That was the word manager Casey Stengel liked to use for his original Mets. Now, 50 years after they were born, the word can be applied again for the franchise's first no-hitter, an 8-0 gem by Johan Santana against the Cardinals.

Amazing because it took 8,019 games before a Mets pitcher threw a no-hitter. Amazing because Santana was making just his 11th start after a torn anterior capsule forced delicate shoulder surgery in September 2010 and kept him sidelined all of last season.

"To accomplish this is an honor," Santana said. "I know how much this means to New York. This is very special. We worked very hard, all the things that we have gone through, that I have been through."

A year ago at this time, Santana was alone in the punishing Florida heat, rehabbing after the surgery that threatened his career. The thought was that he might be ready for the end of last season, but that didn't work out. When he arrived in training camp in February, he was a question mark. No one knew whether the two-time Cy Young winner could be a dominating pitcher again.

"If we go back to Spring Training, there were a lot of questions: 'Can he be the same pitcher he used to be?'" Santana said after his no-hitter. "I didn't know, and I still don't know. But one thing I can tell you ... every time I go out there, I compete. I try to give my team a chance to win."

And Santana has delivered on that promise. He took a 2.75 ERA into his start against the Cardinals and was coming off a shutout of the Padres in his previous start.

The Mets have tried to protect their ace, limiting his pitch count, and manager Terry Collins hoped to keep him at about 115 pitches against St. Louis. The manager and pitching coach Dan Warthen huddled often in the dugout as Santana's pitch total, complicated by five bases on balls and eight strikeouts, kept creeping up. When the left-hander came to the dugout after seven innings, the manager approached Santana.

"He told me I was his hero," the pitcher recalled.

It seemed a nice sentiment. Santana's reply was direct.

"I said, 'I'm not coming out of the game.'"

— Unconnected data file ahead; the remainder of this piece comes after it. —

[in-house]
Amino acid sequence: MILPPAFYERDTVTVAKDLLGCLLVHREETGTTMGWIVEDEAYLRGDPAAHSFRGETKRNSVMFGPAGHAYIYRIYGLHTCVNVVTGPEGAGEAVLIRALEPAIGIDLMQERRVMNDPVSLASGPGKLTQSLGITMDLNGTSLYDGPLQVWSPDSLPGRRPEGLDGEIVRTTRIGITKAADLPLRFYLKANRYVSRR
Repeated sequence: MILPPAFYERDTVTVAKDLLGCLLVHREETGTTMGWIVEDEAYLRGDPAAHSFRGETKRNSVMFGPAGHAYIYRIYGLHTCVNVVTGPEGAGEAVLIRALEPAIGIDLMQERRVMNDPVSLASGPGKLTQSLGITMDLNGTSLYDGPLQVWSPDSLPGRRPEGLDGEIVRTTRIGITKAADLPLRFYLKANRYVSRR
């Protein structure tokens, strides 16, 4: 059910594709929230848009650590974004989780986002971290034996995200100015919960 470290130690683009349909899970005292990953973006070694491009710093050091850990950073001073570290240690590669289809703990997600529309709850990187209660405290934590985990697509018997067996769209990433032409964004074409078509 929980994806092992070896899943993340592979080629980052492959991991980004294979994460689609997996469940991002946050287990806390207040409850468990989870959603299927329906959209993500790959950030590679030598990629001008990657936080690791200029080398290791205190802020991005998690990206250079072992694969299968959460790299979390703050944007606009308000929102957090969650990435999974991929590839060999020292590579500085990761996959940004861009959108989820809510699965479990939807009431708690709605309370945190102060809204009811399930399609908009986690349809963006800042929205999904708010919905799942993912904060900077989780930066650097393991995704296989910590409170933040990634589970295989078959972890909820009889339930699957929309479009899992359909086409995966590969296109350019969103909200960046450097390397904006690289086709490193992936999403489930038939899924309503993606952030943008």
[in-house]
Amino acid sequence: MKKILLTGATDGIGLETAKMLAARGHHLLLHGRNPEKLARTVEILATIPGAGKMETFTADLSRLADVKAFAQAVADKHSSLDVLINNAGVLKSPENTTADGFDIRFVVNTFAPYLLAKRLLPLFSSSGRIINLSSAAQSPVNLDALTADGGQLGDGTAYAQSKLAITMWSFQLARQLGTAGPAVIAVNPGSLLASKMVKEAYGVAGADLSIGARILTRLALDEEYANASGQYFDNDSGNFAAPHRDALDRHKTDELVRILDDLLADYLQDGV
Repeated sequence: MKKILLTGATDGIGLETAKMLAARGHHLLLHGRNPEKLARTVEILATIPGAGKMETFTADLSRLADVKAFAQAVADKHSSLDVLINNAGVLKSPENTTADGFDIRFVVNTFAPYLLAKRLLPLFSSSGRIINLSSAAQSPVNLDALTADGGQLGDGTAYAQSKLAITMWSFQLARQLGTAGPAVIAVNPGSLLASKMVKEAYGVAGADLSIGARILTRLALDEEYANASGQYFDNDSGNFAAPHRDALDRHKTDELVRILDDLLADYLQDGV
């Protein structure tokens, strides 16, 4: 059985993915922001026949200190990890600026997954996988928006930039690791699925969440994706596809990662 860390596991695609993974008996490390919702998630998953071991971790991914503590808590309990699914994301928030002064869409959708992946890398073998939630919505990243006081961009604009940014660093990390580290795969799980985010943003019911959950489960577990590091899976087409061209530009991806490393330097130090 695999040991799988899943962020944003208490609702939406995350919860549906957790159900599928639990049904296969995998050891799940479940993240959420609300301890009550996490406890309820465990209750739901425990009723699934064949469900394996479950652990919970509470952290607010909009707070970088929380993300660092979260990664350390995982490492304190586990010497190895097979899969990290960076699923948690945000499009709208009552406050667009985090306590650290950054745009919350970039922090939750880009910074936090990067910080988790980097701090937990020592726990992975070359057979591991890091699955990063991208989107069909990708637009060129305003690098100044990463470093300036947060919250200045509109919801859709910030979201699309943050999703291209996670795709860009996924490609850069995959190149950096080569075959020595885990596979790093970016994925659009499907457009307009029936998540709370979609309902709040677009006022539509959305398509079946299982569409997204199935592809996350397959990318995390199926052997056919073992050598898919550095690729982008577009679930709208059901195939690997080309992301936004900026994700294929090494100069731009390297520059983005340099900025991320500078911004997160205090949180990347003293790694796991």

There was no argument from the manager.

"I couldn't take him out," Collins said. "I just couldn't."

So, Santana stayed, and with the help of a marvelous catch by left fielder Mike Baxter and a disputed call on a foul ball that appears to have nicked the third-base line, he sailed into the ninth inning. After a couple of fly-ball outs, the last batter was David Freese, MVP of last year's World Series.

Santana missed with his first three pitches, then worked the count to 3-2. On his 134th pitch of the night, more than he had ever thrown in a game before, he delivered one of his patented changeups that dipped into the dirt. Freese swung and missed for the final out.

And the celebration began.

This is the franchise of Tom Seaver, Nolan Ryan and Dwight Gooden, who all started their careers with the Mets and threw no-hitters elsewhere. This is the franchise of Philip Humber, drafted by the Mets and traded in the deal that brought Santana to New York, who pitched a perfect game earlier this season.

Santana reflected on what he had done against the defending world champions, a team leading the National League in a half dozen offensive categories.

"Coming into this season, I was just hoping to come back and stay healthy and help this team," he said. "And now, I am in this situation in the greatest city for baseball. Amazing."

Casey Stengel couldn't have put it any better.

Hal Bock is a freelance writer based in New York.